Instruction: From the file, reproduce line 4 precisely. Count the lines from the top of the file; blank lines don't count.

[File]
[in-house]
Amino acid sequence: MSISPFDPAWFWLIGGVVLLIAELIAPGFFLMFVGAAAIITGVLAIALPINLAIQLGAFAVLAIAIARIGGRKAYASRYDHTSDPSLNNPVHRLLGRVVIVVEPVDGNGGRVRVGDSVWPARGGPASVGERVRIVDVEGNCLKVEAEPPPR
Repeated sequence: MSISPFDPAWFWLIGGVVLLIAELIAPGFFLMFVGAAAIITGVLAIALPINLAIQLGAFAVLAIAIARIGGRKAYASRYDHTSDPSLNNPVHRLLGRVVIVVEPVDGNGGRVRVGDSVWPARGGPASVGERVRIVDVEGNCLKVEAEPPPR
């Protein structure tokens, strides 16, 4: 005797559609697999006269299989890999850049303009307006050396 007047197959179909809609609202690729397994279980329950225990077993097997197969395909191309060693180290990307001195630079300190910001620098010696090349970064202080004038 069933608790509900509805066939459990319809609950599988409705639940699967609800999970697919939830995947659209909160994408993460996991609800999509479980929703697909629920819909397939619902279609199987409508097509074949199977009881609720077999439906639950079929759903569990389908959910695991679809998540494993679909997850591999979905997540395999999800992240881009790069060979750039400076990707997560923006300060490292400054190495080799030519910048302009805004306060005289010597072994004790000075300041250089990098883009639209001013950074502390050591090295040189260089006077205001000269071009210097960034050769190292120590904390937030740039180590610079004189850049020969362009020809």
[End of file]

């Protein structure tokens, strides 16, 4: 005797559609697999006269299989890999850049303009307006050396 007047197959179909809609609202690729397994279980329950225990077993097997197969395909191309060693180290990307001195630079300190910001620098010696090349970064202080004038 069933608790509900509805066939459990319809609950599988409705639940699967609800999970697919939830995947659209909160994408993460996991609800999509479980929703697909629920819909397939619902279609199987409508097509074949199977009881609720077999439906639950079929759903569990389908959910695991679809998540494993679909997850591999979905997540395999999800992240881009790069060979750039400076990707997560923006300060490292400054190495080799030519910048302009805004306060005289010597072994004790000075300041250089990098883009639209001013950074502390050591090295040189260089006077205001000269071009210097960034050769190292120590904390937030740039180590610079004189850049020969362009020809």